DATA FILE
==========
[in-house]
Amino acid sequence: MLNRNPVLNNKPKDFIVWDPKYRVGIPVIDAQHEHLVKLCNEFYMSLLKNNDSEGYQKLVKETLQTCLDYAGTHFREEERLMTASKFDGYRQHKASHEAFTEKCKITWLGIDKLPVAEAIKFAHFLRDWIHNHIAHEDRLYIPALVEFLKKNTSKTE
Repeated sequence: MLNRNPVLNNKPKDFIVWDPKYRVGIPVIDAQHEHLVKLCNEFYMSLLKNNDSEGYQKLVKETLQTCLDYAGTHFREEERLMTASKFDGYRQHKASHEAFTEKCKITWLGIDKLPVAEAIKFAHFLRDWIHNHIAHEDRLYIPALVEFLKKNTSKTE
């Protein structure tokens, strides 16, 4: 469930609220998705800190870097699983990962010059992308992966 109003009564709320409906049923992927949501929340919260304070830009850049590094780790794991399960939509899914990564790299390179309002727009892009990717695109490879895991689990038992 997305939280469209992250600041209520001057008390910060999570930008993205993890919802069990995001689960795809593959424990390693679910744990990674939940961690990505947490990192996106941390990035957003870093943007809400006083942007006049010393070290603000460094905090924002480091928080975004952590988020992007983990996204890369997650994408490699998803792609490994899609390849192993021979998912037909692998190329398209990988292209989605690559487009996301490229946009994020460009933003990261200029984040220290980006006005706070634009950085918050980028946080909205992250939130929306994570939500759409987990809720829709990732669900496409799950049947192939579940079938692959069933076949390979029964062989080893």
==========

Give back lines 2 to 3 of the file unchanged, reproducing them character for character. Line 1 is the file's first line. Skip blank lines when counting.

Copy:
Amino acid sequence: MLNRNPVLNNKPKDFIVWDPKYRVGIPVIDAQHEHLVKLCNEFYMSLLKNNDSEGYQKLVKETLQTCLDYAGTHFREEERLMTASKFDGYRQHKASHEAFTEKCKITWLGIDKLPVAEAIKFAHFLRDWIHNHIAHEDRLYIPALVEFLKKNTSKTE
Repeated sequence: MLNRNPVLNNKPKDFIVWDPKYRVGIPVIDAQHEHLVKLCNEFYMSLLKNNDSEGYQKLVKETLQTCLDYAGTHFREEERLMTASKFDGYRQHKASHEAFTEKCKITWLGIDKLPVAEAIKFAHFLRDWIHNHIAHEDRLYIPALVEFLKKNTSKTE